The tentative contract for more than half a million letter carriers and postal clerks calls for 13 pay raises in a 40-month period and is likely to push the salary of the typical postal worker above that of the typical white-collar federal civil servant for the first time in decades.
Under terms of the agreement, postal employes would get six across-the-board pay increases plus seven cost-of-living adjustments during a period when their white-collar colleagues will be lucky to get three raises.
The agreement, estimated to cost $4 billion to $5 billion, provides for a 2 percent pay raise retroactive to July 12 for the 584,000 employes covered by the pact, plus a full COLA in September.
Clerks and carriers now average $27,401.
White-collar federal workers, who average $27,747, may get a raise of about 3 percent in January, but they will not get any additional COLA or other raise until 1989.
Unlike white-collar workers, whose pay and fringe benefits are determined by Congress and the White House, postal employes bargain for pay and fringes via their unions.
Thanks to earlier agreements, they now pay about 25 percent less than other federal workers for the same health insurance plans.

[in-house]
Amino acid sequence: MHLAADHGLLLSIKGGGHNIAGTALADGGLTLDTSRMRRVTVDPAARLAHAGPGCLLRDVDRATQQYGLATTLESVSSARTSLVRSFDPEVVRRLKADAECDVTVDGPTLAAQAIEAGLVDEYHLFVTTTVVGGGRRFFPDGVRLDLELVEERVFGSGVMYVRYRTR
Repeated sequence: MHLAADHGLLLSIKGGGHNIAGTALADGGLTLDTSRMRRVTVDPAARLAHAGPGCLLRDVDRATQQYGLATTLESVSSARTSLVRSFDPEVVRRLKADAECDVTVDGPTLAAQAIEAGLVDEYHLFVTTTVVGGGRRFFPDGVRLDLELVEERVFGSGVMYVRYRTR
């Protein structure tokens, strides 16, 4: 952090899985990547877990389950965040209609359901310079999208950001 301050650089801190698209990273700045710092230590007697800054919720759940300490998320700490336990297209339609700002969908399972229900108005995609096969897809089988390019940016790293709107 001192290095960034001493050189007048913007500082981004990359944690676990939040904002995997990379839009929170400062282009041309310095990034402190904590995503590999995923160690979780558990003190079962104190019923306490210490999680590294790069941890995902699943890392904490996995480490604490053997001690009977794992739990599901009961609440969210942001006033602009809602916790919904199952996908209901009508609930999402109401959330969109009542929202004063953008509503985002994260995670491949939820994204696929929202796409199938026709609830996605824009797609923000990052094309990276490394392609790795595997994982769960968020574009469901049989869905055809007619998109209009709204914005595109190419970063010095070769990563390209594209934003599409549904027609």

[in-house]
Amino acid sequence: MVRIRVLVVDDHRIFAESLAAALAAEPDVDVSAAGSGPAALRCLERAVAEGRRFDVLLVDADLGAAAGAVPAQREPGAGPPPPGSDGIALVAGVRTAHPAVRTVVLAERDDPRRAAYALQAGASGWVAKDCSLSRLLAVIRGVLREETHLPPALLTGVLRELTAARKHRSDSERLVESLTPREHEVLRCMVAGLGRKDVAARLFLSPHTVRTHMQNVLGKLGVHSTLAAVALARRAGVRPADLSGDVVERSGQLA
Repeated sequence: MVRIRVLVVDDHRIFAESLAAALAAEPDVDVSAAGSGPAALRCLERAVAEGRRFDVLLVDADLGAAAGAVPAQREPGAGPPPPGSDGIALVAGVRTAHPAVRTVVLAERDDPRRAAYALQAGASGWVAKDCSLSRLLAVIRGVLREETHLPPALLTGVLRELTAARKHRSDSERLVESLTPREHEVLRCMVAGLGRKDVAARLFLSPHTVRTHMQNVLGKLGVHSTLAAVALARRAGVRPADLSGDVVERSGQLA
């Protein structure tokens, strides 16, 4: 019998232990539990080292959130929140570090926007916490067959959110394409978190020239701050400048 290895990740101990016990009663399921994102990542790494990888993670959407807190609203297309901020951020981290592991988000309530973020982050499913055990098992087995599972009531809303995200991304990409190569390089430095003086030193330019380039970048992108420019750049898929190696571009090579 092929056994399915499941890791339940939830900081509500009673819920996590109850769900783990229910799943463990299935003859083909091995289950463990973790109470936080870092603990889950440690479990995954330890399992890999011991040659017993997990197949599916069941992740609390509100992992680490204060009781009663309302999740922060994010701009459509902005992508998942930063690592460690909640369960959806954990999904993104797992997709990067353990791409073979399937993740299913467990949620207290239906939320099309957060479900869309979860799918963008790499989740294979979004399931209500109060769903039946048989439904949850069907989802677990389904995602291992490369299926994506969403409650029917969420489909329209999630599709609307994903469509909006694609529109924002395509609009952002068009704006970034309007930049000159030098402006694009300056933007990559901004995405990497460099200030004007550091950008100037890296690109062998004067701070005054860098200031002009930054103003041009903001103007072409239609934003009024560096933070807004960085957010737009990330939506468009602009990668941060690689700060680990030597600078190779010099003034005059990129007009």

If members of the National Association of Letter Carriers and the American Postal Workers Union approve, employes will get a 2 percent raise this month, $250 per year more next July and again in January 1989, a $300 raise in July 1989, $300 in January 1990, and an additional $300 in July 1990.
In addition, they will get full COLAs this September, and again in March and September through 1990.
In July 1990, they will get their seventh and final COLA of the contract.
Union officials say that if the inflation rate during that period ranges from 4 to 5 percent, it would mean cost-of-living raises of from $2,200 to $2,700 during that period in addition to regularly scheduled increases.
The Public Employees Roundtable will have its college scholarship presentation awards at 6 this evening in the House Caucus Room. Tickets are available at the door.
Congressional Research Service's Charles H. Levine has been named distinguished professor of government-public administration at American University. He will join AU's staff next month to work on its federal executive development program.
Melvin Lerner, Customs Service's director of technical service, is retiring Friday after 46 years with the bureau. He's won the Senior Executive Services top performance award and the president's meritorious executive rank award.
Navy's Cruise Missile Project wants a GS 6 secretary. Call Christopher DiPetto at 692-6896.
General Services Administration needs GM (merit pay) 13 communications specialist. Call Karen Wilson at 566-1805.
Commerce in Rockville is looking for two electronics engineers, GM 13. Call Jay Steckman at 443-8208.
Federal Maritime Commission wants GS 9/11 economist. Call Jeremiah Hospital at 523-5790.